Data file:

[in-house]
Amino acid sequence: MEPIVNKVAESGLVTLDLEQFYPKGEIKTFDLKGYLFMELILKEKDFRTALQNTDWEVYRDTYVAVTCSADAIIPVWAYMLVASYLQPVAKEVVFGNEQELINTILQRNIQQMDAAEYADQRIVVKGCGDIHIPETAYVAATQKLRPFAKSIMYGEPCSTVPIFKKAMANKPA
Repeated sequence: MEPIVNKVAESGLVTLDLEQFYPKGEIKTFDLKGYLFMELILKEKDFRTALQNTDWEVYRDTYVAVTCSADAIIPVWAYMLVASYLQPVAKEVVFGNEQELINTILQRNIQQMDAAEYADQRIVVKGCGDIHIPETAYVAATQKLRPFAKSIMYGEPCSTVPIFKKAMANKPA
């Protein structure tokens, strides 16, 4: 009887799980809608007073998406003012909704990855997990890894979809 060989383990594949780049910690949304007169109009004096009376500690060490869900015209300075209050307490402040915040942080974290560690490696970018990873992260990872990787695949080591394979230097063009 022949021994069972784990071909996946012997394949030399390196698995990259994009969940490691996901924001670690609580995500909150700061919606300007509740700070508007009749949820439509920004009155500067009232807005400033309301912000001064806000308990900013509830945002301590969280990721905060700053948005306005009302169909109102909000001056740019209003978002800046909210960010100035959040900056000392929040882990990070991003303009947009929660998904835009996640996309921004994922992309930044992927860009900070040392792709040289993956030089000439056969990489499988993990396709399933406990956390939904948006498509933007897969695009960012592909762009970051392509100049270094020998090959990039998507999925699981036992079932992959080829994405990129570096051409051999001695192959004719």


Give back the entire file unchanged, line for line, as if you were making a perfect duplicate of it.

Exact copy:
[in-house]
Amino acid sequence: MEPIVNKVAESGLVTLDLEQFYPKGEIKTFDLKGYLFMELILKEKDFRTALQNTDWEVYRDTYVAVTCSADAIIPVWAYMLVASYLQPVAKEVVFGNEQELINTILQRNIQQMDAAEYADQRIVVKGCGDIHIPETAYVAATQKLRPFAKSIMYGEPCSTVPIFKKAMANKPA
Repeated sequence: MEPIVNKVAESGLVTLDLEQFYPKGEIKTFDLKGYLFMELILKEKDFRTALQNTDWEVYRDTYVAVTCSADAIIPVWAYMLVASYLQPVAKEVVFGNEQELINTILQRNIQQMDAAEYADQRIVVKGCGDIHIPETAYVAATQKLRPFAKSIMYGEPCSTVPIFKKAMANKPA
């Protein structure tokens, strides 16, 4: 009887799980809608007073998406003012909704990855997990890894979809 060989383990594949780049910690949304007169109009004096009376500690060490869900015209300075209050307490402040915040942080974290560690490696970018990873992260990872990787695949080591394979230097063009 022949021994069972784990071909996946012997394949030399390196698995990259994009969940490691996901924001670690609580995500909150700061919606300007509740700070508007009749949820439509920004009155500067009232807005400033309301912000001064806000308990900013509830945002301590969280990721905060700053948005306005009302169909109102909000001056740019209003978002800046909210960010100035959040900056000392929040882990990070991003303009947009929660998904835009996640996309921004994922992309930044992927860009900070040392792709040289993956030089000439056969990489499988993990396709399933406990956390939904948006498509933007897969695009960012592909762009970051392509100049270094020998090959990039998507999925699981036992079932992959080829994405990129570096051409051999001695192959004719």